“Political power has two components,” says Kotler, “prudent decision and forceful action.” This definition view of government as potentially the directly democratic exercise of self-rule by a community – entirely separate to government by a state – has also been made by Bookchin. “A government – or better still, a polity – is an ensemble designed to deal with the problems of consociational life in an orderly and hopefully fair manner,” he writes in The Communalist Project. “Every institutionalized that constitutes a system for handling public affairs – with or without the presence of a state – is necessarily a government.”
Neighbourhood government is posited by Kotler as the democratic alternative to national representative government, which purports to be the apogee of democracy but isn’t. “We have been told so often that our government is ‘democratic’ that we have failed to realise that is only representative,” he says. “Once we elect our representatives, our voice in day to day political decision is lost.” But in neighbourhood government, law-making power remains in the demos, the people.
Kotler undertakes an extensive justification of this form of government against the familiar claims of its representative opponent. When faced with any experiment in direct democracy, the advocates of representative government usually claim that it is has no legitimacy because few people will actually participate. Kotler takes as an example ECCO, where attendance fluctuates from between 10 and 25 per cent of the membership. But even attendance at the low end of this range “is quite sufficient to bring all political positions of common concern and interest to the forum for deliberation,” he says. “Even a 10 per cent quorum usually encompasses the widest existing range of political opinion and emotion.” A local councillor by contract may be elected by as little as 10 per cent of the electorate, and will have ultimate power to decide on political matters for the whole community until the election comes around again.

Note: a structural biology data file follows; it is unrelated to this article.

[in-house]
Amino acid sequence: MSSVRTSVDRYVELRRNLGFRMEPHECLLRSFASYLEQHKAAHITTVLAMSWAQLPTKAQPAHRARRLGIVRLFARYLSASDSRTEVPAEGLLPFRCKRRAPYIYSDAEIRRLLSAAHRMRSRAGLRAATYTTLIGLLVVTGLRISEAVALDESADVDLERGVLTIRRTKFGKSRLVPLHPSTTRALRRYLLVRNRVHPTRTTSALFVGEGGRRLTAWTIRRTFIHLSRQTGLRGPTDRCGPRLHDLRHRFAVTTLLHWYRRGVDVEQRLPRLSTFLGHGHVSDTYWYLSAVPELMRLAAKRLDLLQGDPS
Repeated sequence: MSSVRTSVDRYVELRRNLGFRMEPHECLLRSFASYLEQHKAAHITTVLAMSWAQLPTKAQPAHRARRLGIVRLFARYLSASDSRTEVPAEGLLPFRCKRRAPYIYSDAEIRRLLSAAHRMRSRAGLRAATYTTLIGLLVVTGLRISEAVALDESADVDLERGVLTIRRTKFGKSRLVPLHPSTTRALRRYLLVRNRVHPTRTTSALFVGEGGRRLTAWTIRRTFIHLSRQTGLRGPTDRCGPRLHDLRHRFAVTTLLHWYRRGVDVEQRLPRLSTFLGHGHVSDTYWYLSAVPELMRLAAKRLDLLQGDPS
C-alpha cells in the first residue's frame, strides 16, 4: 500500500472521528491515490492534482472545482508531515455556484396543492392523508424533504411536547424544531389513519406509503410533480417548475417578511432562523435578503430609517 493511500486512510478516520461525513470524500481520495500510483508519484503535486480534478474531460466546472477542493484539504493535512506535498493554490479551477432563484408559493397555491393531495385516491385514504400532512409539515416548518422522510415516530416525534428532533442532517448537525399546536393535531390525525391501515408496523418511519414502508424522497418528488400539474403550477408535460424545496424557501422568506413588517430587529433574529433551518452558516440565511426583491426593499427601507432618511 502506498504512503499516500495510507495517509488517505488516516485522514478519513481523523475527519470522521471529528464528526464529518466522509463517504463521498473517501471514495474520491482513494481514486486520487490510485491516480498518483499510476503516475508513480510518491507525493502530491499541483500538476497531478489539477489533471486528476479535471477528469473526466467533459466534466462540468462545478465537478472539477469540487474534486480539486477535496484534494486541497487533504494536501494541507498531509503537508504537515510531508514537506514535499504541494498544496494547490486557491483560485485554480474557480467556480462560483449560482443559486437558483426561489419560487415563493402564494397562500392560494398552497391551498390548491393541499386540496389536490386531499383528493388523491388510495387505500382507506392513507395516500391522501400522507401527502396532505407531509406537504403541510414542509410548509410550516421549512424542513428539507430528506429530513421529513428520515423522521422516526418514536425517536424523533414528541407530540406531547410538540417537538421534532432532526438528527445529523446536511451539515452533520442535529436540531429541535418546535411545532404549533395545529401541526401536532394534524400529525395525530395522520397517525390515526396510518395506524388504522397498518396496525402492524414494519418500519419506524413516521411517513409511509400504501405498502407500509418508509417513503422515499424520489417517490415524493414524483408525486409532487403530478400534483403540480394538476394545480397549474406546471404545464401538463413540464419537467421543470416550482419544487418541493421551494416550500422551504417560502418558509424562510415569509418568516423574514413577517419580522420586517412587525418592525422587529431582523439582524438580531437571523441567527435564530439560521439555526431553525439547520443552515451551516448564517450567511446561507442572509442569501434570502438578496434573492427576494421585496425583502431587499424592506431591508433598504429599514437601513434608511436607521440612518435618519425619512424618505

Neighbourhood democracy is also more likely to serve the common interest than representative government where the interests of the wealthy intercede between the voters and the council or government they elect. “Law-making by an assembly of citizens will favour the many rather than few simply because wealth and special interest have a smaller voice in the assembly than in elected council,” says Kotler. But this does not mean that there will be no stratifications of power or divisions in assemblies. Factions and internal political groups will exist – without them neighbourhood democracy – would have no motion or direction, but they won’t turn into political parties attempting to gain control of the state.
Kotler distinguishes the neighbourhood power movement from other political theories that used the local community as the springboard for political activism. Most notably, he rejected the approach of the father of community organising Saul Alinsky, whose Chicago-based Industrial Areas Foundation was later to train the current Commander in Chief of the United States. In Kotler’s view, Alinksy saw the neighbourhood in instrumental, rather than political terms. Alinsky wanted to organise neighbourhood power to exert a continuous pressure on central government in order to extract political concessions in areas such as housing, jobs or wages. He never saw the potential of the neighbourhood as a place of community self-rule
The neighbourhood power movement in American cities, the beginnings of which Kotler chronicled, spread to more cities during the 1970s before subsiding after the election of Ronald Reagan in 1980. But as the Argentinian neighbourhood assemblies and experiments such as Marsh Farm in the UK show, the impulse for face to face democracy and self-rule – or what has been called, historically, the political realm - keeps recurring.
There are limitations in Kotler’s vision. He is hazy about how citizens’ organisations in different neighbourhoods should federate together. He assumes that neighbourhoods merely need to control economic enterprises within their boundaries. There is – understandably for 1968 – no mention of ecology and he establishes an unnecessary conflict between the desire for social equality and political liberty, while summarily dismissing class struggle. But as a description of how citizens’ assemblies can constitute themselves and begin to take political power and authority, the book has valuable lessons for social ecologists and communalists.
* The book was first published in 1969 and re-published in 2004
Filed under: Uncategorized